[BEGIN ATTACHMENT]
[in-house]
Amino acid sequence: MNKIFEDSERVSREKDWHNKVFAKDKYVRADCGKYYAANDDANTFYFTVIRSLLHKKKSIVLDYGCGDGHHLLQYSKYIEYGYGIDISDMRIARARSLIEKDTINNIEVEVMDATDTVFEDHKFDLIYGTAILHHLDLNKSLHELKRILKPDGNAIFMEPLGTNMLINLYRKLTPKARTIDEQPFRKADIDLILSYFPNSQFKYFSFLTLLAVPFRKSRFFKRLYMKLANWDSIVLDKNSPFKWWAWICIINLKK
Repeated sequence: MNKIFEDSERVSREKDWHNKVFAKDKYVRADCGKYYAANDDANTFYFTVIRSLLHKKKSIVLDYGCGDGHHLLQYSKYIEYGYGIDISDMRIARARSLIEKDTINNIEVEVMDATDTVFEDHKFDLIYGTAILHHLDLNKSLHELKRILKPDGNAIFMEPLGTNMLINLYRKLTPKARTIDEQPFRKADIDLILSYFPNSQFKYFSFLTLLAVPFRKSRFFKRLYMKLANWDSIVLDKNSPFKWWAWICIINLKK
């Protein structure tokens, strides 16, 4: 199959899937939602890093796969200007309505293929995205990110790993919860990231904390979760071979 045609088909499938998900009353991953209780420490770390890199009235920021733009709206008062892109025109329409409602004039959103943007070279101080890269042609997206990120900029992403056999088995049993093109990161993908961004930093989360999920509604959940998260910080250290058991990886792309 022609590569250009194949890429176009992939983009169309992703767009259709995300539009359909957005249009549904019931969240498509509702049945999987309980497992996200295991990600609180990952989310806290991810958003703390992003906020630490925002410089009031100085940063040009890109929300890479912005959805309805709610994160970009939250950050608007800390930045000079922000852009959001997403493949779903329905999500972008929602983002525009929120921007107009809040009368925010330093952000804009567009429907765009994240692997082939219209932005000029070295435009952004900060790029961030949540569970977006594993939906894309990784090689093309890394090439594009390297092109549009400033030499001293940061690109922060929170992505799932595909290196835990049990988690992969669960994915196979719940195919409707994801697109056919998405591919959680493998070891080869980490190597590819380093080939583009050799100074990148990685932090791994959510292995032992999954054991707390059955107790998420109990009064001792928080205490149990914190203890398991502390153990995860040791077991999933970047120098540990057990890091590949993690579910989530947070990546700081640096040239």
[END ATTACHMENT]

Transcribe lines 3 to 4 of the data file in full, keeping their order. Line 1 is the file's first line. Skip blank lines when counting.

Repeated sequence: MNKIFEDSERVSREKDWHNKVFAKDKYVRADCGKYYAANDDANTFYFTVIRSLLHKKKSIVLDYGCGDGHHLLQYSKYIEYGYGIDISDMRIARARSLIEKDTINNIEVEVMDATDTVFEDHKFDLIYGTAILHHLDLNKSLHELKRILKPDGNAIFMEPLGTNMLINLYRKLTPKARTIDEQPFRKADIDLILSYFPNSQFKYFSFLTLLAVPFRKSRFFKRLYMKLANWDSIVLDKNSPFKWWAWICIINLKK
């Protein structure tokens, strides 16, 4: 199959899937939602890093796969200007309505293929995205990110790993919860990231904390979760071979 045609088909499938998900009353991953209780420490770390890199009235920021733009709206008062892109025109329409409602004039959103943007070279101080890269042609997206990120900029992403056999088995049993093109990161993908961004930093989360999920509604959940998260910080250290058991990886792309 022609590569250009194949890429176009992939983009169309992703767009259709995300539009359909957005249009549904019931969240498509509702049945999987309980497992996200295991990600609180990952989310806290991810958003703390992003906020630490925002410089009031100085940063040009890109929300890479912005959805309805709610994160970009939250950050608007800390930045000079922000852009959001997403493949779903329905999500972008929602983002525009929120921007107009809040009368925010330093952000804009567009429907765009994240692997082939219209932005000029070295435009952004900060790029961030949540569970977006594993939906894309990784090689093309890394090439594009390297092109549009400033030499001293940061690109922060929170992505799932595909290196835990049990988690992969669960994915196979719940195919409707994801697109056919998405591919959680493998070891080869980490190597590819380093080939583009050799100074990148990685932090791994959510292995032992999954054991707390059955107790998420109990009064001792928080205490149990914190203890398991502390153990995860040791077991999933970047120098540990057990890091590949993690579910989530947070990546700081640096040239």